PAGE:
The Ellen G. White Letters and Manuscripts: Volume 1


MEAD, Thomas B. (1827-1861) and Mary Jane (1834-1890)

According to James White, Thomas Mead, born in Washington, New Hampshire, “was among the first who embraced the third message in New Hampshire.” It is possible that Mead became a Sabbathkeeper as early as 1844 or 1845 together with William Farnsworth, his brother-in-law, and other Adventists in Washington. 1EGWLM 870.3

At some point before March 1857 Thomas Mead worked at the Review and Herald press, but he contracted tuberculosis and could not continue. Ellen White noted in her diary on March 4, 1859, that “we assembled at Brother T. Meade's [in Battle Creek] to pray for him . … He is fast going down, and unless God in mercy raises him, he will go down into the grave.” James and Ellen White assisted the Mead family financially and helped raise funds for them through appeals in the Review and The Good Samaritan. The Meads moved to Waukon, Iowa in 1859 where Thomas died two years later, aged 33. 1EGWLM 870.4

Before her marriage to Thomas Mead, Mary Jane (nee Patten) became a Sabbathkeeper (1851) and worked at the Review office in Rochester, New York during the winter of 1852-1853. After the death of Thomas Mead she married Robert Sawyer. At various time Mary served as matron of the Battle Creek sanitarium and matron of the Pacific Press boarding house in California. 1EGWLM 870.5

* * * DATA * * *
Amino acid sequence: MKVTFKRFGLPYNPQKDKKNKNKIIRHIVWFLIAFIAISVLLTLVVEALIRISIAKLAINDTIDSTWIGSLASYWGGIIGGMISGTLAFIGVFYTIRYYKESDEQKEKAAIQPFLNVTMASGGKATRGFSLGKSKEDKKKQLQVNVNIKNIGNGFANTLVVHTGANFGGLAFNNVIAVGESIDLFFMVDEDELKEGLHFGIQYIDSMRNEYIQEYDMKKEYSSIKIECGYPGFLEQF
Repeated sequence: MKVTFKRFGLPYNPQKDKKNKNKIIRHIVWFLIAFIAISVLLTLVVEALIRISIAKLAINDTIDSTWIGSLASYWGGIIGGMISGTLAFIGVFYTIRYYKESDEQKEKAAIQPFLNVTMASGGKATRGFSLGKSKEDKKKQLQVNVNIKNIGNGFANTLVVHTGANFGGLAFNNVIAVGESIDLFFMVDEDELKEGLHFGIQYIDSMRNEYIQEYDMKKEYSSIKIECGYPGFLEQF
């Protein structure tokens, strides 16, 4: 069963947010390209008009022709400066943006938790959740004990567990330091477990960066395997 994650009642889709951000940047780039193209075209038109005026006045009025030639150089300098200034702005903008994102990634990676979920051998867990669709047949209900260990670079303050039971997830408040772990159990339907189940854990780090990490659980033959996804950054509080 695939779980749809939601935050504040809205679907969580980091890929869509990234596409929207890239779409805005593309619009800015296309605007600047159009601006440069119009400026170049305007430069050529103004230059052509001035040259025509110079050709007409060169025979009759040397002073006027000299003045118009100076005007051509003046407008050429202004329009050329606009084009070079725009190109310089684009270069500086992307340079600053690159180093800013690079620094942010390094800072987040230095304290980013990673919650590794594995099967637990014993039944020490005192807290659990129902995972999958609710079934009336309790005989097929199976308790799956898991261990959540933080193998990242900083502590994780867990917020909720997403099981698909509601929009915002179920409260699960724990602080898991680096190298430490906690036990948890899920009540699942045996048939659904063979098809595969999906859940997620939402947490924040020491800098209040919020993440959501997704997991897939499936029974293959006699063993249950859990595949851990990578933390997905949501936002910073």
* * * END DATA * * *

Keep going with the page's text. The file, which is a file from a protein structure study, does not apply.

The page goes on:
See: History of Washington, New Hampshire, from 1768 to 1886: A Facsimile of the 1886 Edition with a New Foreword by Ronald Jager and Grace Jager, 1886 (Claremont, N.H.: Claremont Manufacturing Co., 1886; reprint, Washington, N.H.: Washington History Committee, 1976), 534, 535; Obituary: “Mary Jane Sawyer,” Review, May 27, 1890, 335; Obituary: “Thomas B. Mead,” Review, Aug. 27, 1861, 103; SDAE, s.v. “William Farnsworth,” “Washington, New Hampshire, Church”; John Nevins Andrews, Defense of Elder James White and Wife (Battle Creek, Mich.: Steam Press, 1870), 19; Ellen G. White, Ms 5, 1859 (Mar. 4 entry); search term “Mead” in Words of the Pioneers; J. W. [James White], “The Poor,” The Good Samaritan, Dec. 1859, 7. 1EGWLM 870.6